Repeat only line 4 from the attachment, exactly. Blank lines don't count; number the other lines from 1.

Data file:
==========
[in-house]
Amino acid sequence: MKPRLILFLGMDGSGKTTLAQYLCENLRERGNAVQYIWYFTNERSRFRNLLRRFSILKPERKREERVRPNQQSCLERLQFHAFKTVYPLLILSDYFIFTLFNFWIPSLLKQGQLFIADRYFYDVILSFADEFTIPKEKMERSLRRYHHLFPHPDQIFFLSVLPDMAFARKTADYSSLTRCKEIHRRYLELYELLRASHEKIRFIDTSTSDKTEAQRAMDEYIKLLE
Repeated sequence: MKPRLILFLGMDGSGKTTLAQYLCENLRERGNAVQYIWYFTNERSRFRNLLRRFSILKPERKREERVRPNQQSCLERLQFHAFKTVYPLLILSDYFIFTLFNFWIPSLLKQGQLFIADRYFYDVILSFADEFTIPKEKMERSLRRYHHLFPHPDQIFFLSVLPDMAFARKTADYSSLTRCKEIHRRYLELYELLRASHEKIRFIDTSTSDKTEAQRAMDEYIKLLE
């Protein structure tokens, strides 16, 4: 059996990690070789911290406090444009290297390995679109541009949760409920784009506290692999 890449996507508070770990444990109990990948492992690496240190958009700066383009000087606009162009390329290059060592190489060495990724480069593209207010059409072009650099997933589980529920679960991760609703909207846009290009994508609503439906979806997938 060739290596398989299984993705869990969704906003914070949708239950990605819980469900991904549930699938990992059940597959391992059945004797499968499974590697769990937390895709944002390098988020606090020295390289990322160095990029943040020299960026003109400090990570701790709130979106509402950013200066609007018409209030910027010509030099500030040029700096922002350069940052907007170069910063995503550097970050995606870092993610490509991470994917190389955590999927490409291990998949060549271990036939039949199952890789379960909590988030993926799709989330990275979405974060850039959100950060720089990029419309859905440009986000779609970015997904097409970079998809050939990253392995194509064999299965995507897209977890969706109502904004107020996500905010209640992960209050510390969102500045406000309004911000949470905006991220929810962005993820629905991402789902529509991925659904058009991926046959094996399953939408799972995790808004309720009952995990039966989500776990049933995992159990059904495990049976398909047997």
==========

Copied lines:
């Protein structure tokens, strides 16, 4: 059996990690070789911290406090444009290297390995679109541009949760409920784009506290692999 890449996507508070770990444990109990990948492992690496240190958009700066383009000087606009162009390329290059060592190489060495990724480069593209207010059409072009650099997933589980529920679960991760609703909207846009290009994508609503439906979806997938 060739290596398989299984993705869990969704906003914070949708239950990605819980469900991904549930699938990992059940597959391992059945004797499968499974590697769990937390895709944002390098988020606090020295390289990322160095990029943040020299960026003109400090990570701790709130979106509402950013200066609007018409209030910027010509030099500030040029700096922002350069940052907007170069910063995503550097970050995606870092993610490509991470994917190389955590999927490409291990998949060549271990036939039949199952890789379960909590988030993926799709989330990275979405974060850039959100950060720089990029419309859905440009986000779609970015997904097409970079998809050939990253392995194509064999299965995507897209977890969706109502904004107020996500905010209640992960209050510390969102500045406000309004911000949470905006991220929810962005993820629905991402789902529509991925659904058009991926046959094996399953939408799972995790808004309720009952995990039966989500776990049933995992159990059904495990049976398909047997």